For decades, after every major airline disaster, we have relied on the ‘black box’ flight recorder – usually now a hi-visibility orange in colour – to tell us what went wrong and why. The search for the black box of Malaysia Airlines flight MH370 has been a major news story over the past six months. But, even if it were found, it is far from clear that the recorder will tell all about the plane’s disappearance.
Indeed MH370 highlights the fact that the industry has been slow to adopt existing technology to track aircraft. Satellite companies can already provide a broad range of data at relatively little cost. And now, with live streaming from aircraft to ground control, there is no reason why people on the ground shouldn’t be at least as well informed as the pilot.
So why hasn’t it happened, you may ask? Good question. The fact is that any aircraft can be tracked using its onboard transponder. But these can be turned off – as seems to have been the case on flight MH370. There has been pressure to make transponders tamper-proof but this initially met some resistance from pilots and other groups until the AirFrance incident in June 2009 brought the issue back into public debate.
Now, at last, I believe things are about to change. There is a co-ordinated effort to improve tracking technology with moves from several safety bodies including the European Aviation Safety Agency to mandate the incorporation of suitable satellite-based tracking technology by 2018 in the EU.
The first part of the new system will involve Automatic Dependent Surveillance – Broadcast (ADS–B) whereby an aircraft determines its position via satellite navigation and periodically broadcasts it. All the latest Airbus and Boeing planes have ADS–B capability and the rest will have to retrofit. Some 70 satellites are going up to facilitate this.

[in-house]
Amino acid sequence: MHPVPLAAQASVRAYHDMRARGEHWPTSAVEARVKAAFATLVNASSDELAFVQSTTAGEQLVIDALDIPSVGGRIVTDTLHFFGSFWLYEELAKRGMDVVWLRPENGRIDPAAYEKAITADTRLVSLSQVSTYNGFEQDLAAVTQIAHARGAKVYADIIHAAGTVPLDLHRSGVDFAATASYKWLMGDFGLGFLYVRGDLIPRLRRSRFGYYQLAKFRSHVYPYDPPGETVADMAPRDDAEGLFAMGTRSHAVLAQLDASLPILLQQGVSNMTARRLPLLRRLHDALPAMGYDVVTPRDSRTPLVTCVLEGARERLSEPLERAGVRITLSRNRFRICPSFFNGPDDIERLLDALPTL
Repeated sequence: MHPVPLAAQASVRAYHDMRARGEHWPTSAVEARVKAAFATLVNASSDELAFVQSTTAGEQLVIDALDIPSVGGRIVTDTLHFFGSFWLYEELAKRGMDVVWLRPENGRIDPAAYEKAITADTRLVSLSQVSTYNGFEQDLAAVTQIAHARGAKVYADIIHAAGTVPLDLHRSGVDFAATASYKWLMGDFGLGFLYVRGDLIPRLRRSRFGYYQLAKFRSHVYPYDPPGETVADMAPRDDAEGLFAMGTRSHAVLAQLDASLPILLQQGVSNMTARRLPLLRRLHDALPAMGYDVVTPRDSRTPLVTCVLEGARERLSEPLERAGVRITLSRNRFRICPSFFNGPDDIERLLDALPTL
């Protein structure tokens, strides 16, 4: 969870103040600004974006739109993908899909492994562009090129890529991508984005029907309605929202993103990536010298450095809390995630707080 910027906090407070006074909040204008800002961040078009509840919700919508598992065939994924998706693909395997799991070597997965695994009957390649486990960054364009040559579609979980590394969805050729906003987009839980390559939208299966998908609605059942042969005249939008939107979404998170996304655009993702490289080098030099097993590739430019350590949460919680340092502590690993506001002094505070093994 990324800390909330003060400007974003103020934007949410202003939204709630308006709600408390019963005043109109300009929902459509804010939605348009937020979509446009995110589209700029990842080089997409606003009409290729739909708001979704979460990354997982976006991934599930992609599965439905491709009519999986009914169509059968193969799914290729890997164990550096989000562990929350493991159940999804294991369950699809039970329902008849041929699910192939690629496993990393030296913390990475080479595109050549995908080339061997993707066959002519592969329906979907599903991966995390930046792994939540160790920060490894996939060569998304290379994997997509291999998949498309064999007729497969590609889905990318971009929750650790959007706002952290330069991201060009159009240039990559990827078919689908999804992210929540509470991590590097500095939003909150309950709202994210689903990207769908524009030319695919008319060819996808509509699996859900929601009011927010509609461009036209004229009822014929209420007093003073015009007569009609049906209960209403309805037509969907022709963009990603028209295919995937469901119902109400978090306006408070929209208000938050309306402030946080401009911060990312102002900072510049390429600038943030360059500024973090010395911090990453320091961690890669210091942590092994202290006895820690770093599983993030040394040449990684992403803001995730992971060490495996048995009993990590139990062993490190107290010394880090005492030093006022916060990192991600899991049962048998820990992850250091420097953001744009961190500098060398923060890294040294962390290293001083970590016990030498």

There is also consensus on a common standard and on enhancing existing features, such as ACARS – the digital system for transmitting short messages between aircraft and ground stations (used for position fixes for MH370). That means better access to the sort of data that will help predict a failure.
Other safety advances in the pipeline include the use of nanotechnology in more metals and polymers to improve structural integrity. Artificial intelligence will also contribute more to risk management with more sophisticated machines changing the way crews operate.
From an insurance point of view, these developments will give us evidence of what went wrong at an early stage, which could cut down legal costs dramatically. The impact on the claims process from better performance and maintenance management will also be significant. If ingestions, for instance, can be identified more easily with better data, the role of adjusters will be greatly simplified.
Better technology and more information will speed up claim settlements. But most importantly, it will make air travel even more safe and secure.